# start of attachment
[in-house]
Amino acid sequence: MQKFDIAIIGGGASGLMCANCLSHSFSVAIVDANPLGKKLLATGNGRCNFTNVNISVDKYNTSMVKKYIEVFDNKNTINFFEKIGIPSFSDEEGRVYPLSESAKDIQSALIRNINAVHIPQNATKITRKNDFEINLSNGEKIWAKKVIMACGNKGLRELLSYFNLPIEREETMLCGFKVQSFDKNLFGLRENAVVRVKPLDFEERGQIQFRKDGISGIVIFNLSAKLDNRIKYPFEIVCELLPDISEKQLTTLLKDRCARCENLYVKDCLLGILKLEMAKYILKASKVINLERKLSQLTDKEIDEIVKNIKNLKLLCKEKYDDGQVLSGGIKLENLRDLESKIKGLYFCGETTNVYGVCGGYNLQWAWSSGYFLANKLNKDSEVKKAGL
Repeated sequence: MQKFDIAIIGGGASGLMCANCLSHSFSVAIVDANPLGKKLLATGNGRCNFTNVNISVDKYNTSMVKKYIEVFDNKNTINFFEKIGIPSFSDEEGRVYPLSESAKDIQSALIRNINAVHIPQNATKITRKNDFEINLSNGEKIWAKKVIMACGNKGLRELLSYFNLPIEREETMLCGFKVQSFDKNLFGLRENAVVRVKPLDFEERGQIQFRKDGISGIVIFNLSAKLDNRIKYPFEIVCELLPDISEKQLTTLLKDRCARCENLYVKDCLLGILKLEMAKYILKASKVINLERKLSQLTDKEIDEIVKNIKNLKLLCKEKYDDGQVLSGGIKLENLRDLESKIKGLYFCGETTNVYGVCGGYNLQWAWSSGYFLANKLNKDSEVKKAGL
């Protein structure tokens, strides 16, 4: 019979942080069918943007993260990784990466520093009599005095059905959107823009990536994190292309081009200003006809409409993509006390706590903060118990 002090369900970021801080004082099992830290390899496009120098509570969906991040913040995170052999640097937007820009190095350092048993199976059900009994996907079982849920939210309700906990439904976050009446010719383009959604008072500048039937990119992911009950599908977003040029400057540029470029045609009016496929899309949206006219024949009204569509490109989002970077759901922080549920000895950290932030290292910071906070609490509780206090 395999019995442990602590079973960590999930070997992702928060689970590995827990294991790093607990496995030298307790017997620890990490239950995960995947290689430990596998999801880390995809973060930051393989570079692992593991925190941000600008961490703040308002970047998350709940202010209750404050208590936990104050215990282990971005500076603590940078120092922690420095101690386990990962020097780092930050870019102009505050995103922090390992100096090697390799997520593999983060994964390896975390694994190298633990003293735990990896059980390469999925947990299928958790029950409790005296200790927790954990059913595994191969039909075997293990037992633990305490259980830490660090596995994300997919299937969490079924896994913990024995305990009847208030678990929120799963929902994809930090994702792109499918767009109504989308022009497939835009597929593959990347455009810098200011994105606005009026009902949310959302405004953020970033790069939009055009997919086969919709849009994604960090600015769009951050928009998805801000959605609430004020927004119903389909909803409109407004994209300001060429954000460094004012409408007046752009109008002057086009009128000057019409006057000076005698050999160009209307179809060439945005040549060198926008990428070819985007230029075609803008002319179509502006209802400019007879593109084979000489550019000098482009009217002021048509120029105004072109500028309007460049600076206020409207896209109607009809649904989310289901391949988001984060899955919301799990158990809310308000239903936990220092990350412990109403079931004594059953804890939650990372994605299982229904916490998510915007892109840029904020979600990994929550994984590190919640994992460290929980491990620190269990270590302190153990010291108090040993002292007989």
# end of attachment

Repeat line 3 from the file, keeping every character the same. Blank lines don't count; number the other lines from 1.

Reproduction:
Repeated sequence: MQKFDIAIIGGGASGLMCANCLSHSFSVAIVDANPLGKKLLATGNGRCNFTNVNISVDKYNTSMVKKYIEVFDNKNTINFFEKIGIPSFSDEEGRVYPLSESAKDIQSALIRNINAVHIPQNATKITRKNDFEINLSNGEKIWAKKVIMACGNKGLRELLSYFNLPIEREETMLCGFKVQSFDKNLFGLRENAVVRVKPLDFEERGQIQFRKDGISGIVIFNLSAKLDNRIKYPFEIVCELLPDISEKQLTTLLKDRCARCENLYVKDCLLGILKLEMAKYILKASKVINLERKLSQLTDKEIDEIVKNIKNLKLLCKEKYDDGQVLSGGIKLENLRDLESKIKGLYFCGETTNVYGVCGGYNLQWAWSSGYFLANKLNKDSEVKKAGL